Throughout her life, Everett continually stated that singing and playing the piano were her two favorite activities. For most of her life she lived very modestly, until she began to gain from her royalties near the end of her life. She won BMI Awards for "Hands Off," "I Need You So," "It's All Right," and "It's in his Kiss."
Everett died on August 19, 2001, at the age of 61. Family members found her at her home at 241 W. Grand Avenue in Beloit, Wisconsin. Her cause of death was not reported to the public.
"The Shoop Shoop Song (It's in his Kiss)" is the song for which she is best remembered, and it was covered by many artists in the decades that followed her original recording. Linda Lewis revived it in 1975 for a top ten hit in the United Kingdom. In 1990, nearly 27 years after Everett first recorded it, Cher recorded her own version of "The Shoop Shoop Song (It's in his Kiss)" for the soundtrack of her hit movie Mermaids. Vonda Shepard later covered the song for the Fox television show Ally McBeal. Everett will long be recognized as one of the top soul singers of the 1960s and 1970s.
by Sarah Parkin
Betty Everett's Career
Moved to Chicago, IL, to pursue singing career, 1956; performed with Magic Sam and Muddy Waters, late 1950s; sang lead for the Daylighters; released single "You're No Good," 1963, and album You're No Good, 1964; released "The Shoop Shoop Song (It's in his Kiss)," 1964; released "Let It Be Me" with Jerry Butler, 1964; recorded Delicious Together with Jerry Butler, 1964; released "I Can't Hear You" and "Getting Mighty Crowded," 1965; "There'll Come a Time," 1969; Love Rhymes, 1974; Happy Endings,1975; appeared on PBS special Doo Wop 51, 2000.
Betty Everett's Awards
BMI Pop Award, "The Shoop Shoop Song (It's in his Kiss)," 1964; BMI R&B Award, 1964; BMI Pop Award, "The Shoop Shoop Song (It's in his Kiss)," 1991; R&B Foundation Pioneer Award, 1995.
- Selected discography
- "My Life Depends on You," Cobra, 1957.
- "Ain't Gonna Cry," Cobra, 1958.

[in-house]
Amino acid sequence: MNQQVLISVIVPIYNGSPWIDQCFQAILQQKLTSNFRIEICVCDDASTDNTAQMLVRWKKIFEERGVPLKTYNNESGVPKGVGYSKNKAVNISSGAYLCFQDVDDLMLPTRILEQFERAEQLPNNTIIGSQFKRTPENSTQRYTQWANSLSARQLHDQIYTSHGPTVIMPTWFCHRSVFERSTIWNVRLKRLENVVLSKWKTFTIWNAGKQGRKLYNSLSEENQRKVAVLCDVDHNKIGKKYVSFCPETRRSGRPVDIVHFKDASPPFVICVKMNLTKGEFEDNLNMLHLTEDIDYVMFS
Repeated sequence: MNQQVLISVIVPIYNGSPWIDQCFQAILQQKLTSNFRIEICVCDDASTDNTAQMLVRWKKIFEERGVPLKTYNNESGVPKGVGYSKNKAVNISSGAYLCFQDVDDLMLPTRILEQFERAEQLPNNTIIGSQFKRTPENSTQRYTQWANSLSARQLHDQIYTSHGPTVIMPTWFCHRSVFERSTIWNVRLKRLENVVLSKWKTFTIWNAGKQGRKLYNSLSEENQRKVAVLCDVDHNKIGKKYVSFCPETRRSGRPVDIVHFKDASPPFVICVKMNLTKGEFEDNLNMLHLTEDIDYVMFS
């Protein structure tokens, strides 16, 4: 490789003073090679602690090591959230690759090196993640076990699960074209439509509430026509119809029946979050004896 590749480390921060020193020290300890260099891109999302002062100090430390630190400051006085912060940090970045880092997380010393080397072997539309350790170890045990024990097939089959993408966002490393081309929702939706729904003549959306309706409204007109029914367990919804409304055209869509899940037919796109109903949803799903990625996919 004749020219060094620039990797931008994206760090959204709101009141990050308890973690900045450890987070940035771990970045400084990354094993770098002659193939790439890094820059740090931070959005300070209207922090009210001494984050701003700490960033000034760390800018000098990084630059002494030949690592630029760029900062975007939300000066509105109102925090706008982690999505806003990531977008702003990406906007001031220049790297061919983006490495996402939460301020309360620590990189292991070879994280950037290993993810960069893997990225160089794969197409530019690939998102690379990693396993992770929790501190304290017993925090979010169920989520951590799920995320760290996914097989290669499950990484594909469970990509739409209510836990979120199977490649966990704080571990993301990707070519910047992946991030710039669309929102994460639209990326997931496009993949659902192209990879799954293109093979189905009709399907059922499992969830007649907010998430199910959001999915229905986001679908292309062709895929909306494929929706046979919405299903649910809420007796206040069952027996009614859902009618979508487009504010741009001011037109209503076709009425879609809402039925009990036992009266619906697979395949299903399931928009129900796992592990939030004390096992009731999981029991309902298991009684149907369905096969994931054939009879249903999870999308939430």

- "Tell Me Darling," Cobra, 1959.
- "I've Got a Claim on You," One-Derful, 1963.
- "By My Side," Vee-Jay, 1963.
- "Getting Mighty Crowded," Vee-Jay, 1964.
- "I'll Be There," One-Derful, 1964.
- (With Jerry Butler) "Smile," Vee-Jay, 1964.
- (With Jerry Butler) "Let it Be Me," Vee-Jay, 1964.
- "You're No Good," Vee-Jay, 1964.
- "The Shoop Shoop Song (It's in his Kiss)," Vee-Jay, 1964.
- (With Jerry Butler) "Fever," Vee-Jay, 1965.
- "Too Hot to Hold," Vee-Jay, 1965.
- "The Shoe Won't Fit," Vee-Jay, 1966.
- "In Your Arms," ABC, 1967.
- "Bye Bye Baby," ABC, 1967.
- "Love Comes Tumbling Down," ABC, 1967.
- "I Can't Say," ABC, 1967.
- "Been a Long Time," Uni, 1969.
- "Sugar," Uni, 1969.
- "Unlucky Girl," Uni, 1970.
- "There'll Come a Time," Uni, 1969.
- You're No Good Vee-Jay, 1964.
- (With Jerry Butler) Delicious Together Vee-Jay, 1964.
- The Very Best of Betty Everett Vee-Jay, 1965.
- There'll Come a Time Uni, 1969.
- Black Girl Fantasy, 1974.
- Love Rhymes Fantasy, 1974.
- Happy Endings Fantasy, 1975.
- Getting Mighty Crowded Charly, 1980.
- Too Hot to Hold Charly, 1982.
- The Real Thing Charly, 1987.
- The Fantasy Years Fantasy, 1995.
- The Best of Betty Everett: Let it Be Me Aim, 1998.
- Clarke, Donald, editor, Penguin Encyclopedia of Popular Music, Penguin, 1989.
- Gregory, Hugh, Soul Music A-Z, Blandford, 1991.
- Hardy, Phil and Dave Laing, Encyclopedia of Rock, Schirmer, 1988.
- Larkin, Colin, editor, Encyclopedia of Popular Music, MUZE, 1998.
- Nite, Norm N., Rock On Volume II, Thomas Y. Crowell, 1978.
- Boston Globe, March 2, 1996, p. 27.
- Daily Telegraph (London, England), August 23, 2001.
- Herald (Glasgow, Scotland), September 8, 2001, p. 14.
- Independent (London, England), August 23, 2001.
- Times (London, England), September 17, 2001, p. 23.
- USA Today, March 4, 1995; February 22, 1996, p. 1.D; August 21, 2001, p. D01.
- Wisconsin State Journal, August 22, 2001, p. D1.
- "Betty Everett," BMI, http://repertoire.bmi.com (February 4, 2004).
- "Betty Everett," The Iceberg, http://www.icebergradio.com/artist.asp?artist=3334 (January 20, 2004).
- "Betty Everett," MSN Entertainment, http://www.entertainment.msn.com (January 20, 2004).
- "Betty Everett," VH1, http://www.vh1.com/artists/az/everett_betty/artist.jhtml?_requestid=100282 (February 5, 2004).